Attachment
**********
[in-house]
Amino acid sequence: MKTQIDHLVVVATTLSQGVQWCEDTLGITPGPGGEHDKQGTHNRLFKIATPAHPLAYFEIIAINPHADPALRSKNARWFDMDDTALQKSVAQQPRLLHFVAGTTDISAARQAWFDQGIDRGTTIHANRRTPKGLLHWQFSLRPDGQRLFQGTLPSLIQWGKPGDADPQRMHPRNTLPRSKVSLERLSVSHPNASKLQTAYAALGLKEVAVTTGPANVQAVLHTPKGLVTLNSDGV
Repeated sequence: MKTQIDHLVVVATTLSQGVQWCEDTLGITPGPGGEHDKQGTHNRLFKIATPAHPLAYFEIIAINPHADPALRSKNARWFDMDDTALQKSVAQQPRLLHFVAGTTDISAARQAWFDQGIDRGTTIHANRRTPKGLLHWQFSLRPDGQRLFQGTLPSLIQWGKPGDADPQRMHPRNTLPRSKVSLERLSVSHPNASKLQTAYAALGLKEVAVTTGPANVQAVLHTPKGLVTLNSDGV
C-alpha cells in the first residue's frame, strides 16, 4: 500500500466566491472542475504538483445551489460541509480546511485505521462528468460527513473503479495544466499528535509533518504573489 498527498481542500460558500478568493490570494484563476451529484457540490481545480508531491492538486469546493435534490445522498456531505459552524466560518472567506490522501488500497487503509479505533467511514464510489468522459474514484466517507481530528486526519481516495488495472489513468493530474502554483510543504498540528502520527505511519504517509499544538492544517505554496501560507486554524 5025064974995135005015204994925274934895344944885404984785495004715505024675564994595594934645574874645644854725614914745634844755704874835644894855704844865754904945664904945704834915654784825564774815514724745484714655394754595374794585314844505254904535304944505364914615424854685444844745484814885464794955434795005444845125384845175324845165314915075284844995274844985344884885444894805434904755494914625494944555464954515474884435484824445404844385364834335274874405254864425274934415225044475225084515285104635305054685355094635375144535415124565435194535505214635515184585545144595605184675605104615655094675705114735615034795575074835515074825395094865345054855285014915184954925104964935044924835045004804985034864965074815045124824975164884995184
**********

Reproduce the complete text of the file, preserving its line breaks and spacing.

[in-house]
Amino acid sequence: MKTQIDHLVVVATTLSQGVQWCEDTLGITPGPGGEHDKQGTHNRLFKIATPAHPLAYFEIIAINPHADPALRSKNARWFDMDDTALQKSVAQQPRLLHFVAGTTDISAARQAWFDQGIDRGTTIHANRRTPKGLLHWQFSLRPDGQRLFQGTLPSLIQWGKPGDADPQRMHPRNTLPRSKVSLERLSVSHPNASKLQTAYAALGLKEVAVTTGPANVQAVLHTPKGLVTLNSDGV
Repeated sequence: MKTQIDHLVVVATTLSQGVQWCEDTLGITPGPGGEHDKQGTHNRLFKIATPAHPLAYFEIIAINPHADPALRSKNARWFDMDDTALQKSVAQQPRLLHFVAGTTDISAARQAWFDQGIDRGTTIHANRRTPKGLLHWQFSLRPDGQRLFQGTLPSLIQWGKPGDADPQRMHPRNTLPRSKVSLERLSVSHPNASKLQTAYAALGLKEVAVTTGPANVQAVLHTPKGLVTLNSDGV
C-alpha cells in the first residue's frame, strides 16, 4: 500500500466566491472542475504538483445551489460541509480546511485505521462528468460527513473503479495544466499528535509533518504573489 498527498481542500460558500478568493490570494484563476451529484457540490481545480508531491492538486469546493435534490445522498456531505459552524466560518472567506490522501488500497487503509479505533467511514464510489468522459474514484466517507481530528486526519481516495488495472489513468493530474502554483510543504498540528502520527505511519504517509499544538492544517505554496501560507486554524 5025064974995135005015204994925274934895344944885404984785495004715505024675564994595594934645574874645644854725614914745634844755704874835644894855704844865754904945664904945704834915654784825564774815514724745484714655394754595374794585314844505254904535304944505364914615424854685444844745484814885464794955434795005444845125384845175324845165314915075284844995274844985344884885444894805434904755494914625494944555464954515474884435484824445404844385364834335274874405254864425274934415225044475225084515285104635305054685355094635375144535415124565435194535505214635515184585545144595605184675605104615655094675705114735615034795575074835515074825395094865345054855285014915184954925104964935044924835045004804985034864965074815045124824975164884995184